Scalable Utopias: Reform, Rehabilitation, and Rule in Late 19th- and 20th-Century Intentional Communities and Cooperatives
AHA Session 218
Labor and Working Class History Association 4
Saturday, January 7, 2017: 10:30 AM-12:00 PM
Centennial Ballroom H (Hyatt Regency Denver, Third Floor)
Jeannette Eileen Jones, University of Nebraska
Although utopian endeavors are often characterized as anathema to political economy and antagonistic to modernity in seeking to stave of industrial capitalism and global market integration, the creators of intentional communities and cooperatives typically envisioned their work as contributing to a larger, global conversation about appropriate economic and social relations. Utopian visions and practices incorporated diverse experiences, national contexts, racial ideologies, and imperial aspirations into models utopianists hoped would be both transferable and scalable when properly aligned with specific political, economic, national, or colonial goals. This panel considers how scale operated both locally and globally in the organization of intentional communities and cooperatives established in the late-nineteenth and twentieth-century world. Each paper explores projects that, despite being rooted in highly intimate and “grassroots” forms of community building, were also entangled in much larger processes, networks, and political contexts. It was often this entanglement that led utopianists to believe their projects could become templates for reorganizing the social relations of production on a greater scale.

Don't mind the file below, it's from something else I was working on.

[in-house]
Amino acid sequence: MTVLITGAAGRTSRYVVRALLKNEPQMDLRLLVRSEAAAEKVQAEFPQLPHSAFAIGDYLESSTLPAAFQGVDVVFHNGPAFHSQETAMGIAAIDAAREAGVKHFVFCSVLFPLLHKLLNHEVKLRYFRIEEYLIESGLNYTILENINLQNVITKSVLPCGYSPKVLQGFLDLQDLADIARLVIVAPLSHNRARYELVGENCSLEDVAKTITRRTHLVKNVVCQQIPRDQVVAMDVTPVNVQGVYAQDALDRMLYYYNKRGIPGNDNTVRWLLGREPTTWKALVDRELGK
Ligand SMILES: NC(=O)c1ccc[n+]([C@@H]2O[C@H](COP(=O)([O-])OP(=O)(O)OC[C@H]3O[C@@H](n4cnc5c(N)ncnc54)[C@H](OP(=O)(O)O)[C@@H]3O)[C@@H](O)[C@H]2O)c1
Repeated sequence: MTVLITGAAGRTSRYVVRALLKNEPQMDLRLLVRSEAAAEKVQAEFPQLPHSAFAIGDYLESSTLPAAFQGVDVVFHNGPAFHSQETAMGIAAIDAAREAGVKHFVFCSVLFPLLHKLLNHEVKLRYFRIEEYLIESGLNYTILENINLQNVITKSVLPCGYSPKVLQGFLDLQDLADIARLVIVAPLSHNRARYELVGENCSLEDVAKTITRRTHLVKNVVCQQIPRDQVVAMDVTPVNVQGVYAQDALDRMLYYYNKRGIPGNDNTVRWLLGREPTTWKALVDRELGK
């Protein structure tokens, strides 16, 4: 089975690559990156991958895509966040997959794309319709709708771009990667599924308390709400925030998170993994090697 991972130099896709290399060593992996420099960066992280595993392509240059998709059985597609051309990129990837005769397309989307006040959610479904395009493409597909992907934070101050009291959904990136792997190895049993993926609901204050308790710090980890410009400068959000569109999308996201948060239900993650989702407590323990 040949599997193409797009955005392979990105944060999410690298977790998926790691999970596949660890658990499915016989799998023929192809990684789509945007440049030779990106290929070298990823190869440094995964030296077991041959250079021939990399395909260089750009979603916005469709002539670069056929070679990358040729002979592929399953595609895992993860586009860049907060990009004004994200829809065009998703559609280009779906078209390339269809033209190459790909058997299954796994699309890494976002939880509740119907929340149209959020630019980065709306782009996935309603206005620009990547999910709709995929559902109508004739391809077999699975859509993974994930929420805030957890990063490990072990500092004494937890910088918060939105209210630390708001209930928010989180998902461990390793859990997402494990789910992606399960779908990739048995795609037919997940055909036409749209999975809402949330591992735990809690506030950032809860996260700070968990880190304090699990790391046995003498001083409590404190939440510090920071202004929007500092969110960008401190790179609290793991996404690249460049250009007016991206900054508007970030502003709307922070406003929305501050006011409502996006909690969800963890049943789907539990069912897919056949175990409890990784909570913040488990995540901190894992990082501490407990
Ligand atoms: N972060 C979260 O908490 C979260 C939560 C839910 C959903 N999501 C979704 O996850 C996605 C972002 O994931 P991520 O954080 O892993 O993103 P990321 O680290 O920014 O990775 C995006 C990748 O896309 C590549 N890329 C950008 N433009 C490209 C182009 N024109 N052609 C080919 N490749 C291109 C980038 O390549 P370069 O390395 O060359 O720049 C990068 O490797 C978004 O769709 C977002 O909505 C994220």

This session with papers calls attention to how diverse utopianists from dockworkers, migrant laborers, and farmers to colonial officials and liberal reformers imagined utopias as both physical places and imagined communities guided by principles of economic and political belonging. This was true even as the communities utopianists built frequently served as instruments and sites of resistance to governmental processes that produced exclusion or alienation. Analyzing discourses of belonging; economic and communal security; American pluralism and liberalism; local expressions of community self-help; British colonial technopolitics of humanitarian empire; social rehabilitation; and producer-consumer cooperation, papers within this panel examine how global conversations regarding political economy, race relations, state power, and economic modernity impacted utopianists’ reform practices and strategies for community building.